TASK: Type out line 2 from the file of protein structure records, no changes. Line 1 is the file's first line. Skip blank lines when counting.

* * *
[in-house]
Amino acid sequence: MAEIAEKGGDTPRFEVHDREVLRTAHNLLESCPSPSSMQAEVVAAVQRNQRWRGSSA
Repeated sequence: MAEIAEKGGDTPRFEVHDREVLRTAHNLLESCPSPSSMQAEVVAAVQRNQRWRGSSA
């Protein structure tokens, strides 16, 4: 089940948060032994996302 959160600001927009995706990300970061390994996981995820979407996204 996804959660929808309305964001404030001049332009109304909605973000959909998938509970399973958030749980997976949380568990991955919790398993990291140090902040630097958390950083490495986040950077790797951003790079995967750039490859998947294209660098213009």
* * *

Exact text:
Amino acid sequence: MAEIAEKGGDTPRFEVHDREVLRTAHNLLESCPSPSSMQAEVVAAVQRNQRWRGSSA